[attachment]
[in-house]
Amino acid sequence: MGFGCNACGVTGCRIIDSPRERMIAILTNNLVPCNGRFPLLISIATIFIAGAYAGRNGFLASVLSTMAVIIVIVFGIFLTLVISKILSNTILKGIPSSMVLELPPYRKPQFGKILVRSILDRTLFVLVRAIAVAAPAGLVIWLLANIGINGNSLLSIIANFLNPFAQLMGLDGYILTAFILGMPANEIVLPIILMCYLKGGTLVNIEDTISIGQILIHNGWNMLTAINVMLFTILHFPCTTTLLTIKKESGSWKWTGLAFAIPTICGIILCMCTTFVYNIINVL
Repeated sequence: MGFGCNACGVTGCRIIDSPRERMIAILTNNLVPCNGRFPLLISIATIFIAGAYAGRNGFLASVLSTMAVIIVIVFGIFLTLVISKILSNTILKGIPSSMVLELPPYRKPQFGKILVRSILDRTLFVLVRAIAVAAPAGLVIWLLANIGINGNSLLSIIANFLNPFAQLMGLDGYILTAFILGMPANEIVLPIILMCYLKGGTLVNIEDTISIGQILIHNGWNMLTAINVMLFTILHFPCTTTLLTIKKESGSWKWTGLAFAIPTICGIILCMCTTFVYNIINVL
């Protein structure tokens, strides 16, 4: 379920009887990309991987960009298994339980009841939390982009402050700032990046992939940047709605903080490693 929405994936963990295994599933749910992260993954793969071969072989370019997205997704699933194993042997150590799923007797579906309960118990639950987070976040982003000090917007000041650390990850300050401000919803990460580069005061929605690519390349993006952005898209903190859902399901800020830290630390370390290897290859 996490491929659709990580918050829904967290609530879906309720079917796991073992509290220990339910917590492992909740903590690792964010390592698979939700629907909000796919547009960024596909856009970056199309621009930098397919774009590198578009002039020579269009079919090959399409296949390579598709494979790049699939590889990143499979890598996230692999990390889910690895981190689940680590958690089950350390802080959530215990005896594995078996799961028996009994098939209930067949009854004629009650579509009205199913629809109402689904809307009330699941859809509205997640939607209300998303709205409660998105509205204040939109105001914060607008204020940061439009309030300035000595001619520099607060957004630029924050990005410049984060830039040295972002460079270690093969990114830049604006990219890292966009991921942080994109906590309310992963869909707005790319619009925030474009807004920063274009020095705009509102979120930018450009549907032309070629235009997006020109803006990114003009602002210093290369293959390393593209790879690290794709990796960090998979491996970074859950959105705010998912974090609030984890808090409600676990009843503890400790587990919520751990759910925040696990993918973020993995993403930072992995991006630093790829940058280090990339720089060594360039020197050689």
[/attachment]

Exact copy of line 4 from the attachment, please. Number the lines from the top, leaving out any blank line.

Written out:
């Protein structure tokens, strides 16, 4: 379920009887990309991987960009298994339980009841939390982009402050700032990046992939940047709605903080490693 929405994936963990295994599933749910992260993954793969071969072989370019997205997704699933194993042997150590799923007797579906309960118990639950987070976040982003000090917007000041650390990850300050401000919803990460580069005061929605690519390349993006952005898209903190859902399901800020830290630390370390290897290859 996490491929659709990580918050829904967290609530879906309720079917796991073992509290220990339910917590492992909740903590690792964010390592698979939700629907909000796919547009960024596909856009970056199309621009930098397919774009590198578009002039020579269009079919090959399409296949390579598709494979790049699939590889990143499979890598996230692999990390889910690895981190689940680590958690089950350390802080959530215990005896594995078996799961028996009994098939209930067949009854004629009650579509009205199913629809109402689904809307009330699941859809509205997640939607209300998303709205409660998105509205204040939109105001914060607008204020940061439009309030300035000595001619520099607060957004630029924050990005410049984060830039040295972002460079270690093969990114830049604006990219890292966009991921942080994109906590309310992963869909707005790319619009925030474009807004920063274009020095705009509102979120930018450009549907032309070629235009997006020109803006990114003009602002210093290369293959390393593209790879690290794709990796960090998979491996970074859950959105705010998912974090609030984890808090409600676990009843503890400790587990919520751990759910925040696990993918973020993995993403930072992995991006630093790829940058280090990339720089060594360039020197050689």